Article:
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"OSS4EVA: Using Open-Source Tools to Fulfill Digital Preservation Requirements"

Posted in Digital Curation & Digital Preservation, Open Source Software on October 26th, 2016

Marty Gengenbach et al. have published "OSS4EVA: Using Open-Source Tools to Fulfill Digital Preservation Requirements" in Code4Lib Journal.

Here's an excerpt:

This paper builds on the findings of a workshop held at the 2015 International Conference on Digital Preservation (iPRES), entitled, "Using Open-Source Tools to Fulfill Digital Preservation Requirements" (OSS4PRES hereafter). This day-long workshop brought together participants from across the library and archives community, including practitioners, proprietary vendors, and representatives from open-source projects. The resulting conversations were surprisingly revealing: while OSS' significance within the preservation landscape was made clear, participants noted that there are a number of roadblocks that discourage or altogether prevent its use in many organizations. Overcoming these challenges will be necessary to further widespread, sustainable OSS adoption within the digital preservation community. This article will mine the rich discussions that took place at OSS4PRES to (1) summarize the workshop's key themes and major points of debate, (2) provide a comprehensive analysis of the opportunities, gaps, and challenges that using OSS entails at a philosophical, institutional, and individual level, and (3) offer a tangible set of recommendations for future work designed to broaden community engagement and enhance the sustainability of open source initiatives, drawing on both participants' experience as well as additional research.

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"Cobweb: Collaborative Collection Development for Web Archives"

Posted in Digital Curation & Digital Preservation, Grants on October 21st, 2016

The California Digital Library has released "Cobweb: Collaborative Collection Development for Web Archives."

Here's an excerpt:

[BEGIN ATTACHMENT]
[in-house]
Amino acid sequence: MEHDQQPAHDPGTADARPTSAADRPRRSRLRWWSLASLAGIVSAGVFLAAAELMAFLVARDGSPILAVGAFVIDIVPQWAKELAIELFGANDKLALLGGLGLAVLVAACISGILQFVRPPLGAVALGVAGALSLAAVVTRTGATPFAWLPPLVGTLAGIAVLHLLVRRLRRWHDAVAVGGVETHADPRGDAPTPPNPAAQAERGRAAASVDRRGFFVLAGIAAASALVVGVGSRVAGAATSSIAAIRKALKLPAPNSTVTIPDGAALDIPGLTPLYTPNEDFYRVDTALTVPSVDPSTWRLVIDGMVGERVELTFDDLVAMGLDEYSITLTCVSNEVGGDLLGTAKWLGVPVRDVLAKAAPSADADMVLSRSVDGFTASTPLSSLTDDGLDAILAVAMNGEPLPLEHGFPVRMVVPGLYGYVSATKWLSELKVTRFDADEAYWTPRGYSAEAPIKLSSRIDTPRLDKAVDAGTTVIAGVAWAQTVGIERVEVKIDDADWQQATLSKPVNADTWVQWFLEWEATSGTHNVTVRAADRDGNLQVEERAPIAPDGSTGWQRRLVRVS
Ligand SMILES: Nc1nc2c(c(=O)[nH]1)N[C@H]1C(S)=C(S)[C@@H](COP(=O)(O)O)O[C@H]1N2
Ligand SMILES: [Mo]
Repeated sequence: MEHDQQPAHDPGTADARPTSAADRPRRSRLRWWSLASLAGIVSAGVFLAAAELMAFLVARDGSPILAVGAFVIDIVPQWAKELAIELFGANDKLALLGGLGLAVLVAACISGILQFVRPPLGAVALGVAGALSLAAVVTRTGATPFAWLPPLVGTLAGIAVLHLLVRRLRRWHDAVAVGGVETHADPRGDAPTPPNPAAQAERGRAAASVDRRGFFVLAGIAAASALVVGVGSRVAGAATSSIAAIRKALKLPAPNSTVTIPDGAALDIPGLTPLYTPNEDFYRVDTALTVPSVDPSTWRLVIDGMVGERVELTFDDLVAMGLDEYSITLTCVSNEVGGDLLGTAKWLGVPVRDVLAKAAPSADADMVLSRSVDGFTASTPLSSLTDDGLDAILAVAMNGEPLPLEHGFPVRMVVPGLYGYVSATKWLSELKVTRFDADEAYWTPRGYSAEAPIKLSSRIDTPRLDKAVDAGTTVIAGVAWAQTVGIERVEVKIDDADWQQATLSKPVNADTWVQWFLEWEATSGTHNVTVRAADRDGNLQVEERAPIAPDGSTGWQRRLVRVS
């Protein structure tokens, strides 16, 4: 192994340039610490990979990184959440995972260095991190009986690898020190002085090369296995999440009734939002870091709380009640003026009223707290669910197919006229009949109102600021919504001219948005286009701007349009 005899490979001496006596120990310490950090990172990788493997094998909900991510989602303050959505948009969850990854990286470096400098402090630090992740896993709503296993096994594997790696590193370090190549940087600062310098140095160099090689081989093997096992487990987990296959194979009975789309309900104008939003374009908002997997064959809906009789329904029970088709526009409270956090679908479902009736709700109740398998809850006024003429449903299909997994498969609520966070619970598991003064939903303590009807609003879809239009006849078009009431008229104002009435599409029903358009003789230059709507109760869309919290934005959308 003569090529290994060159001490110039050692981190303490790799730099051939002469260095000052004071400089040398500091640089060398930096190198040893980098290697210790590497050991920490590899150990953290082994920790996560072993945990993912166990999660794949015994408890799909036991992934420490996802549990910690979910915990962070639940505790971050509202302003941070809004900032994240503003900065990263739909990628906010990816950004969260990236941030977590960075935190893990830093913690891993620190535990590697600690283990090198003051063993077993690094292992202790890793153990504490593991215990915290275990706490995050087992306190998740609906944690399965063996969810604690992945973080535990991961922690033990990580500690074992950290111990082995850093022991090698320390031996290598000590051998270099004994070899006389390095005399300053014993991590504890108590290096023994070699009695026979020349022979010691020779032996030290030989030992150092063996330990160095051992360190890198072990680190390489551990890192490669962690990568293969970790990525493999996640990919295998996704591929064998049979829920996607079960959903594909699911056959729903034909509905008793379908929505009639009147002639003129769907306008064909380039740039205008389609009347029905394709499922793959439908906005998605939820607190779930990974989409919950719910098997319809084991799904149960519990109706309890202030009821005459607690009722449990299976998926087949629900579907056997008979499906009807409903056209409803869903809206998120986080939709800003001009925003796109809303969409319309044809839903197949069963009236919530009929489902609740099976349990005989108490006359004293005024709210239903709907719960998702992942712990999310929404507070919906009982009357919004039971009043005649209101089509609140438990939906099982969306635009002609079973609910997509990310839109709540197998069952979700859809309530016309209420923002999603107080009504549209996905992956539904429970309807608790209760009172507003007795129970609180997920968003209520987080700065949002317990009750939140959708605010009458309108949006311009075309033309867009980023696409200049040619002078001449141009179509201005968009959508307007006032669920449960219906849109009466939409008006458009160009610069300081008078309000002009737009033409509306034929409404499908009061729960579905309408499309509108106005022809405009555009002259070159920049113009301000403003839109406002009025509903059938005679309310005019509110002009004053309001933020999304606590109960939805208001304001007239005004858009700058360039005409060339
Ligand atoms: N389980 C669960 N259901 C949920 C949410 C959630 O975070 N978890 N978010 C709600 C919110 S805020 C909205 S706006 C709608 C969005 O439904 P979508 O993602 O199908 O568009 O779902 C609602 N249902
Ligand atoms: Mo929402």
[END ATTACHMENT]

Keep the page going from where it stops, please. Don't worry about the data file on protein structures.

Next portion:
A partnership between the CDL, Harvard Library, and UCLA Library has been award funding from IMLS to create Cobweb, a collaborative collection development platform for web archiving, https://github.com/CobwebOrg/cobweb.

See also the grant proposal.

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"Organizational Assessment Frameworks for Digital Preservation: A Literature Review and Mapping"

Posted in Digital Curation & Digital Preservation on October 19th, 2016

Emily Maemura et al. have self-archived "Organizational Assessment Frameworks for Digital Preservation: A Literature Review and Mapping."

Here's an excerpt:

As the field of digital preservation matures, there is an increasing need to systematically assess an organization's abilities to achieve its digital preservation goals, and a wide variety of assessment tools have been created for this purpose. To map the landscape of research in this area, evaluate the current maturity of knowledge on this central question in DP and provide direction for future research, this paper reviews assessment frameworks in digital preservation through a systematic literature search and categorizes the literature by type of research. The analysis shows that publication output around assessment in digital preservation has increased markedly over time, but most existing work focuses on developing new models rather than rigorous evaluation and validation of existing frameworks.

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"From Plan to Action: Successful Data Management Plan Implementation in a Multidisciplinary Project"

Posted in Data Curation, Open Data, and Research Data Management, Digital Curation & Digital Preservation on September 19th, 2016